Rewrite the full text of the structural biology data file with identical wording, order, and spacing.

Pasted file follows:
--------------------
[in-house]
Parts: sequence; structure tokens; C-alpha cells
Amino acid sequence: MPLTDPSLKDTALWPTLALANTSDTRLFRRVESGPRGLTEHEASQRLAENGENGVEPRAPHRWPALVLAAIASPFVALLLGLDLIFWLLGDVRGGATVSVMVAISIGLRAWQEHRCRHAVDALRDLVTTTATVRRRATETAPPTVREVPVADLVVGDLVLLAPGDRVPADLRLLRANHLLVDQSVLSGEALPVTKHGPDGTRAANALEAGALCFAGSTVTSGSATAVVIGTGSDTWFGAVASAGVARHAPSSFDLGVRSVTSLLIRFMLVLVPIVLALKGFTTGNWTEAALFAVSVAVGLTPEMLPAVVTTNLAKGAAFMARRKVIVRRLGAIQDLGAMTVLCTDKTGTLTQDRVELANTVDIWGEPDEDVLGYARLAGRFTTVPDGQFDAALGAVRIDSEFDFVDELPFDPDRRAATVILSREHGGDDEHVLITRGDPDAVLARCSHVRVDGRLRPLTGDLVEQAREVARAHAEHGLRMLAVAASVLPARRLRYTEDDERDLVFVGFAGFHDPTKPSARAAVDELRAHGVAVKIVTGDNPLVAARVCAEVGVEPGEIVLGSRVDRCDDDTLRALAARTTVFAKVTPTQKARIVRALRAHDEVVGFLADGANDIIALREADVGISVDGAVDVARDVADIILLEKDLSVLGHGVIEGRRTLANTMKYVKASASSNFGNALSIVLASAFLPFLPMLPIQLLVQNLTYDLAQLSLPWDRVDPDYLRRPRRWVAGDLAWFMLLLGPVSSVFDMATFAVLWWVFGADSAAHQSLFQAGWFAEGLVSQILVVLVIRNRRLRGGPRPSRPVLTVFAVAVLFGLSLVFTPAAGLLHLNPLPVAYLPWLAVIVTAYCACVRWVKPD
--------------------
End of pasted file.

[in-house]
Parts: sequence; structure tokens; C-alpha cells
Amino acid sequence: MPLTDPSLKDTALWPTLALANTSDTRLFRRVESGPRGLTEHEASQRLAENGENGVEPRAPHRWPALVLAAIASPFVALLLGLDLIFWLLGDVRGGATVSVMVAISIGLRAWQEHRCRHAVDALRDLVTTTATVRRRATETAPPTVREVPVADLVVGDLVLLAPGDRVPADLRLLRANHLLVDQSVLSGEALPVTKHGPDGTRAANALEAGALCFAGSTVTSGSATAVVIGTGSDTWFGAVASAGVARHAPSSFDLGVRSVTSLLIRFMLVLVPIVLALKGFTTGNWTEAALFAVSVAVGLTPEMLPAVVTTNLAKGAAFMARRKVIVRRLGAIQDLGAMTVLCTDKTGTLTQDRVELANTVDIWGEPDEDVLGYARLAGRFTTVPDGQFDAALGAVRIDSEFDFVDELPFDPDRRAATVILSREHGGDDEHVLITRGDPDAVLARCSHVRVDGRLRPLTGDLVEQAREVARAHAEHGLRMLAVAASVLPARRLRYTEDDERDLVFVGFAGFHDPTKPSARAAVDELRAHGVAVKIVTGDNPLVAARVCAEVGVEPGEIVLGSRVDRCDDDTLRALAARTTVFAKVTPTQKARIVRALRAHDEVVGFLADGANDIIALREADVGISVDGAVDVARDVADIILLEKDLSVLGHGVIEGRRTLANTMKYVKASASSNFGNALSIVLASAFLPFLPMLPIQLLVQNLTYDLAQLSLPWDRVDPDYLRRPRRWVAGDLAWFMLLLGPVSSVFDMATFAVLWWVFGADSAAHQSLFQAGWFAEGLVSQILVVLVIRNRRLRGGPRPSRPVLTVFAVAVLFGLSLVFTPAAGLLHLNPLPVAYLPWLAVIVTAYCACVRWVKPD